Arkansas Agriculture

https://twitter.com/EPAScottPruitt

Environmental Protection Agency Administrator Scott Pruitt visited Little Rock Thursday and met with state and agricultural leaders. He attended meetings with Gov. Asa Hutchinson, Attorney General Leslie Rutledge and other agricultural stakeholders.

According to an EPA spokeswoman, Pruitt was to talk about the agency’s partnerships with the state. But a local chapter of the Sierra Club suggested his visit was "to promote the Trump Administration’s anti-environmental agenda."

Chris Hickey / KUAR News

Arkansas legislators on Friday allowed a prohibition on the sale and use of dicamba to take effect. The Executive Subcommittee of the Arkansas Legislative Council took no action on the proposed 120-day ban, a decision that upholds a ruling made last month by the Arkansas Plant Board. The ban will officially go into effect Tuesday at 12:01am unless members of the council move to reverse it.

Chris Hickey / KUAR News

An executive subcommittee of the Arkansas Legislative Council on Wednesday deferred a decision to Friday on whether to prohibit the sale and use of the herbicide dicamba for soybean and cotton crops. The proposed 120-day ban, approved by the Arkansas Plant Board last month and referred to the subcommittee by Gov. Asa Hutchinson, could prevent further widespread damage inflicted by the chemical on non-genetically resistant agricultural crops. 

University of Arkansas Cooperative Extension Service

This week the Arkansas Legislative Council may decide whether to approve a 120-day ban on the sale and use of the herbicide dicamba.

Dicamba damage
University of Arkansas

The number of complaints in Arkansas linked to the potential misuse of the herbicide dicamba has risen.

The Arkansas Plant Board says residents of 20 counties have submitted more than 430 complaints linked to dicamba. A majority of complaints are concentrated in east Arkansas, with Mississippi County having the most. A few complaints have also popped up around central Arkansas, in Lonoke, Jefferson and White counties.

U.S. Senate Republicans unveil their long-awaited bill to replace the Affordable Care Act. How will it affect Arkansans on the exchanges and the Medicaid rolls? Sen. Tom Cotton helped shape it with a select group in secret. Why has he been silent? Also, thoughts from other Republicans, Democrats and people in between.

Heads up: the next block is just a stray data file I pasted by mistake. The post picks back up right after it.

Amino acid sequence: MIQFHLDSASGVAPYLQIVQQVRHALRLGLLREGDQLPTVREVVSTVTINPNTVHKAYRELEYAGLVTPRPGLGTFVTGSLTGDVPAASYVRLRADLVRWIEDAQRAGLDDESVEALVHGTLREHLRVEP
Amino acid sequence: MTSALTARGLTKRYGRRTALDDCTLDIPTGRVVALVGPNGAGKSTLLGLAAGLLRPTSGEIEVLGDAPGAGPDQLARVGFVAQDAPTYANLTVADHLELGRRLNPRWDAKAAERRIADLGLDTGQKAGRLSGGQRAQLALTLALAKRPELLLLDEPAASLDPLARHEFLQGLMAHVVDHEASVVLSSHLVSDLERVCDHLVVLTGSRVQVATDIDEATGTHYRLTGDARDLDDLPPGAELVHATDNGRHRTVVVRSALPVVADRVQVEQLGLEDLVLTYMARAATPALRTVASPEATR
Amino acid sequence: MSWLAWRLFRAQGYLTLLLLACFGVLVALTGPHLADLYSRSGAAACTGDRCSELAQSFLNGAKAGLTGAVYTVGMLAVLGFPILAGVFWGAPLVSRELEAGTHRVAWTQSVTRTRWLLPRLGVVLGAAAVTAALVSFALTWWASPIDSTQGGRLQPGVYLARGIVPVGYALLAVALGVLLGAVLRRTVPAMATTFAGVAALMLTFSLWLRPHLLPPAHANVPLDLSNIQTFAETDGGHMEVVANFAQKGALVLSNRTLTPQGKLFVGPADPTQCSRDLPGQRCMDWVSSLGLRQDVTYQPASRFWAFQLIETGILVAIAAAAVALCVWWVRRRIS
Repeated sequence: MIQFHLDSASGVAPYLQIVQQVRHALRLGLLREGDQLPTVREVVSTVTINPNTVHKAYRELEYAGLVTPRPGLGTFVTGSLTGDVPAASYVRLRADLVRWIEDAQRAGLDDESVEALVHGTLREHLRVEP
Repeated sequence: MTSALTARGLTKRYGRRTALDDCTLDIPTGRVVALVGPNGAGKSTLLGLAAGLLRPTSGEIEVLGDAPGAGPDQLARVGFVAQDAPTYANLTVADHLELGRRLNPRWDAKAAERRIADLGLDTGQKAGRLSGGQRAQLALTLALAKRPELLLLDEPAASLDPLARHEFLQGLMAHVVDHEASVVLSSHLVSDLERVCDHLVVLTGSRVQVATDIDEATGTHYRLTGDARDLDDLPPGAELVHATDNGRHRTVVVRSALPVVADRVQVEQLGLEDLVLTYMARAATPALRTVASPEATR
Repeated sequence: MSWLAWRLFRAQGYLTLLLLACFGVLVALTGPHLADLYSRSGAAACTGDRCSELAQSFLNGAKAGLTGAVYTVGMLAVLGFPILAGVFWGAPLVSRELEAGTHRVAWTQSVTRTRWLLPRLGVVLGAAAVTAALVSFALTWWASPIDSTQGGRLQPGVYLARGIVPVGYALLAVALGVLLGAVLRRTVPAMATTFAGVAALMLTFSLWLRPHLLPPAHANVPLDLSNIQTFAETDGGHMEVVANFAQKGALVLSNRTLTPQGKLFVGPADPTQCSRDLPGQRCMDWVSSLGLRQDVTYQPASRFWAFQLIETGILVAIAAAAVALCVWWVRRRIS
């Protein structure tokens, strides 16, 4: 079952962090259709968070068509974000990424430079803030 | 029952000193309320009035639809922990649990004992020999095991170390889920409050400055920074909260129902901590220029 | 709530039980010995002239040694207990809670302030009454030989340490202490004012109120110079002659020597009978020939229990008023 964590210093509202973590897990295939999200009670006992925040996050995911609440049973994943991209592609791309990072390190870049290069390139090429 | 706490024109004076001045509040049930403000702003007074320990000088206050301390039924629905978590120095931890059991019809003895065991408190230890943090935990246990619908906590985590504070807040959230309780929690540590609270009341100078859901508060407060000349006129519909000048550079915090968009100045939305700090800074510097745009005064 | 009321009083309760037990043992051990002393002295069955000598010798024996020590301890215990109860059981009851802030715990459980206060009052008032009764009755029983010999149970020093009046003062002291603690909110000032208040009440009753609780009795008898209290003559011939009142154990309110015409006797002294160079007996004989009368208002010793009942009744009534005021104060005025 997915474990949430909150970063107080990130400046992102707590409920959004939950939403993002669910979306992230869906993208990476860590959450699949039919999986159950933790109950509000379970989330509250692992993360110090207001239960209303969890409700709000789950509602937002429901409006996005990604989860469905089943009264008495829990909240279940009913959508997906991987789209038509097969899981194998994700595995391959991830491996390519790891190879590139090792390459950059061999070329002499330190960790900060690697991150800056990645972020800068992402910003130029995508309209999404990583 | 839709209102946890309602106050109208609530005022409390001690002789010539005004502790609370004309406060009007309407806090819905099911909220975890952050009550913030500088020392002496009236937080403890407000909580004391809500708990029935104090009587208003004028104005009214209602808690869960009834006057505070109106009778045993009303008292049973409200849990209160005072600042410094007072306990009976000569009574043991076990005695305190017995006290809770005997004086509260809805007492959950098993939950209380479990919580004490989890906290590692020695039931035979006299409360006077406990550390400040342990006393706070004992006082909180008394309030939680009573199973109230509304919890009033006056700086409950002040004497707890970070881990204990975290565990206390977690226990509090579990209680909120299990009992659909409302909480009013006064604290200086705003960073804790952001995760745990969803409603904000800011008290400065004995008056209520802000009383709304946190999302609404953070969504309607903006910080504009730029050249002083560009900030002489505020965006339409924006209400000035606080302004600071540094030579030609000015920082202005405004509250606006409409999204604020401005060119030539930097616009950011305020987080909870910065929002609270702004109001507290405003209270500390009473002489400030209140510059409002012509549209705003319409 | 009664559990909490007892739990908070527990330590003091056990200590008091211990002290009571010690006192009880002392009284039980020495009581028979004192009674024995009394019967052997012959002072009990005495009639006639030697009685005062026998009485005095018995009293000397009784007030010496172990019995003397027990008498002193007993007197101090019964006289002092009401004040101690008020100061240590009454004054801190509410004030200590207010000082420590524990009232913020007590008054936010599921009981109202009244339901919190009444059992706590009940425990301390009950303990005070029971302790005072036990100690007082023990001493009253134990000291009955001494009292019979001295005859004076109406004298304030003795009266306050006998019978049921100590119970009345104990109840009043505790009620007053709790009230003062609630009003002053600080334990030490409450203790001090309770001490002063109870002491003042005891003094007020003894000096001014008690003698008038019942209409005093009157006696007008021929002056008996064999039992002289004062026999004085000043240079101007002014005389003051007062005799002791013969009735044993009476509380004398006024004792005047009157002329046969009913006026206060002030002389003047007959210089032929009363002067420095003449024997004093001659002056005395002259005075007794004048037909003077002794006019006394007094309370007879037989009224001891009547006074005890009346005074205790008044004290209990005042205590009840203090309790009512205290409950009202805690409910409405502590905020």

University of Arkansas Cooperative Extension Service

The Arkansas Plant Board on Friday voted 9-5 to ban the sale and use of the herbicide dicamba in the state. Dicamba is a chemical sprayed on genetically tolerant fields of soybean in order to kill pigweed. The herbicide is suspected of damaging other crops after drifting in the wind. At least 242 complaints in 19 counties linked to potential dicamba misuse have been filed with the Arkansas Plant Board this year. Most complaints have originated in east Arkansas.

Chris Hickey / KUAR News

A maligned but crucial row crop herbicide that’s led to disputes among neighbors and at least one class action lawsuit could be on its way toward becoming banned in Arkansas.

The Arkansas Plant Board Pesticide Committee voted Friday to recommend a ban on the sale and use of dicamba for the state’s row crops. Farmers spray dicamba on a specific genetically resistant soybean variety, produced by Monsanto. Misuse and wind drift in recent months has led to the herbicide impacting fields and damaging non-genetically resistant agricultural crops in the eastern part of the state.

On this Week-In-Review, we put Arkansas's congressional delegation in the spotlight as Trump ignores the state's agricultural interests on his newly announced Cuba policies. Also, Sen. Tom Cotton dismisses Russia collusion and  Sen. Boozman is short on healthcare specifics.

-Elections were held throughout Arkansas this week: Pulaski County votes to send more money to schools; Pine Bluff takes a stab at revitalization; and Helena-West Helena makes an effort to pare down its sprawling city council.

GOP presidential primary frontrunner Donald Trump.
Charlie Neibergall/ AP

The interests of Arkansas’s agricultural leaders went unheralded by President Trump on Friday as he announced a move back toward Cold War relations with our Caribbean neighbor, Cuba. Much of the state’s Congressional delegation has also chimed in on the prospect of tougher relations as a move in the wrong direction.

The Arkansas Farm Bureau wants a “normalization” of trade relations with the communist nation and promises it’ll be an economic boon for the state. Arkansas is the largest cultivator of rice in the nation and not far behind that in poultry production.

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